Tokyo, Japan October 16, 1941

On this date in 1941 three-time Prime Minister of Japan Prince Fumimaro Konoe resigned from office. Konoe (also rendered Konoye) had lost the sup­port of cabi­net and Army minis­ter Gen. Hideki Tōjō, who called for a firmer line with the admin­is­tra­tion of Presi­dent Franklin D. Roose­velt over the U.S. ban on the export of scrap metal and the total em­bargo of oil and gaso­line exports to Japan. Over 80 per­cent of the island nation’s petro­leum needs were met through Amer­i­can im­ports, and the squeeze mea­sures reflected U.S. disgust with the aggressive expansion of Japan into China and Southeast Asia.

The month before, on September 6, the Im­perial Con­fer­ence (Gozen Kaigi), a body of civil­ian and mili­tary leaders who met with Emperor Hiro­hito (post­humously referred to as Emperor Shōwa) to obtain final approval for spe­cif­ic courses of action, had fixed an early Octo­ber dead­line for diplo­ma­tically resolving the Japa­nese-Amer­i­can crisis. If nego­ti­a­tions proved unsatis­fac­tory by mid-October, Japan would com­mence hos­til­i­ties against the United States, the Nether­lands, and Great Britain—all states with sub­stan­tial terri­torial and mineral holdings in Japan’s overseas backyard.

On October 14 the deadline came and went. Prime Minis­ter Konoe’s olive branch to Wash­ing­ton, which included with­drawing Japa­nese troops from China to im­prove rela­tions, split his cabi­net down the civil­ian-mili­tary fault line. Tōjō argued in favor of vastly expanding the grueling war with China—the Second Sino-Japa­nese War, which Japan had launched in mid-1937. He pos­tu­lated that a with­drawal from con­quered Chinese terri­tory and the Japa­nese pro­tec­tor­ate of French Indo­china, declared on July 25, 1941, to Roose­velt’s enor­mous cha­grin, would undo the gains of the past four years and endanger Japa­nese con­trol of its Man­chu­rian pup­pet state, Man­chu­kuo (seized in 1931), and its Korean pro­tec­tor­ate (declared in 1910).

The day after Konoe’s resignation, Octo­ber 17, Tōjō assumed the post of prime minis­ter at the head of a thor­oughly mili­tary-domi­nated govern­ment. Early the next month, on Novem­ber 3, U.S. Am­bas­sador to Tokyo Joseph Grew cabled Wash­ing­ton that Japan “might resort with dan­ger­ous and drama­tic sudden­ness to mea­sures that might make inevi­ta­ble war with the United States.” That same day Japan’s mili­tary com­mand, with Hiro­hito’s con­sent, approved Adm. Isoroku Yama­moto’s planned attack on the U.S. naval base at Pearl Harbor, Hawaii. The plan of attack and the intensive training behind it has been in the works since early 1941.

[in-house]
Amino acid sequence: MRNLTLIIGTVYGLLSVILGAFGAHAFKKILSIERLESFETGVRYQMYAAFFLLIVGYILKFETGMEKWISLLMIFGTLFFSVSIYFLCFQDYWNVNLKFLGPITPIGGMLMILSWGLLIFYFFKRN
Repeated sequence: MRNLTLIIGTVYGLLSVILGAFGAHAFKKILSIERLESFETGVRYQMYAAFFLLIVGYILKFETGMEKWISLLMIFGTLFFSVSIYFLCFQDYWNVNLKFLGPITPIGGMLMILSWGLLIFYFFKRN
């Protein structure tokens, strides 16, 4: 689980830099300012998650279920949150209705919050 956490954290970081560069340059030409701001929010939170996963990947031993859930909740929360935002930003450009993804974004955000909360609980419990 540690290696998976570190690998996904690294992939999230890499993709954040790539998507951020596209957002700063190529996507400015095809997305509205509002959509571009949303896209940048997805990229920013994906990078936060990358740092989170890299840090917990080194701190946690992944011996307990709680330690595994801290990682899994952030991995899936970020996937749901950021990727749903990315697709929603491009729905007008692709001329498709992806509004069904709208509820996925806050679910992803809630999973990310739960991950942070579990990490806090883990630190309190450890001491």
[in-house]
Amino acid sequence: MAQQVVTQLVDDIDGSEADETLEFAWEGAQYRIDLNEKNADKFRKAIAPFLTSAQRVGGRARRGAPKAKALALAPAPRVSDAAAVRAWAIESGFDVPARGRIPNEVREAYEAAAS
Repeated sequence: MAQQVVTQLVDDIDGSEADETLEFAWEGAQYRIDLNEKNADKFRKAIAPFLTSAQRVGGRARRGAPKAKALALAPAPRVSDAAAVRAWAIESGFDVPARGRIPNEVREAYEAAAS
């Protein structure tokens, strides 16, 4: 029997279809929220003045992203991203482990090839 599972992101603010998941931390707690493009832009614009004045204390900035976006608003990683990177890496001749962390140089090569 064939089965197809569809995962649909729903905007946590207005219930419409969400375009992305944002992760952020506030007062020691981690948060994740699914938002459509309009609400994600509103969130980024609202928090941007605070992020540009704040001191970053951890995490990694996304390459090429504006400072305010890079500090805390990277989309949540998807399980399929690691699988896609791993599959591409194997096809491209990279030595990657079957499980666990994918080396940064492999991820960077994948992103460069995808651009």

Japanese Prime Minister Fumimaro Konoe, 1891–1945

Fumimaro Konoe and cabinet ministers, July 1940 Fumimaro Konoe and Hideki Tōjō

Left: Cabinet ministers in Fumimaro Konoe’s second cabi­net (July 22, 1940, to Octo­ber 18, 1941). In this photo taken on inaugura­tion day, the charismatic and well-connected war minis­ter and future prime minis­ter Army Gen. Hideki Tōjō (1884–1948) is second from left in the second row. Konoe resigned seven weeks before the attack on Pearl Harbor when he lost the poli­tical sup­port of both the Army and Navy ser­vice branches in their head­long rush to war with the U.S., Great Britain, and the Netherlands.

Right: On July 22, 1940, Tōjō was appointed Army minis­ter in the second Konoe cabi­net and remained in that post in the third (back-to-back) Konoe cabi­net. Years earlier, between 1932 and 1934, the scrawny, owlish Tōjō had com­manded the Kwan­tung Army, the largest and most pres­tigious com­mand in the Imperial Japa­nese Army. The Kwan­tung Army was largely respon­si­ble for the crea­tion of the Japa­nese pup­pet state of Man­chu­kuo in North­east China. Poli­tically, Tōjō was a fascist, nation­alist, and mili­tarist, and was nick­named “Razor” for his rep­u­ta­tion for a sharp, legalistic mind capable of making quick decisions.

Fumimaro Konoe in postwar Higashikuni cabinet Fumimaro Konoe’s corpse, December 1945

Left: As prime minister in the lead-up to Japan entering World War II, Konoe also played a role in the lead-up to Prime Minis­ter Tōjō’s resignation in July 1944 after the Amer­i­cans cap­tured the Pacific island of Sai­pan in the Mari­anas. The next year Konoe served in the first post­war cabi­net of Prince Naruhiko Higashi­kuni (shown here in this news­paper photo­graph) from August 17 to Octo­ber 9, 1945. Konoe is the fourth person on the right in the second row.

Right: A coroner from the American occu­pa­tion force in Japan per­forms a post­mortem on Konoe on Decem­ber 17, 1945. The 54-year-old Konoe had refused to col­labo­rate with Gen. Douglas Mac­Arthur and the Amer­i­can occupa­tion force in their efforts (as part of Opera­tion Black­list) to exon­er­ate Em­peror Hiro­hito and the imperial family of crimi­nal respon­si­bility leading up to and during the Asia Pacific War. Konoe thus came under sus­pi­cion of war crimes himself. In Decem­ber 1945, during the last call by U.S. autho­ri­ties for alleged war crimi­nals to turn themselves in, he committed suicide on December 16, 1945.

Silent News Clips From 1930s and 40s of Emperor Hirohito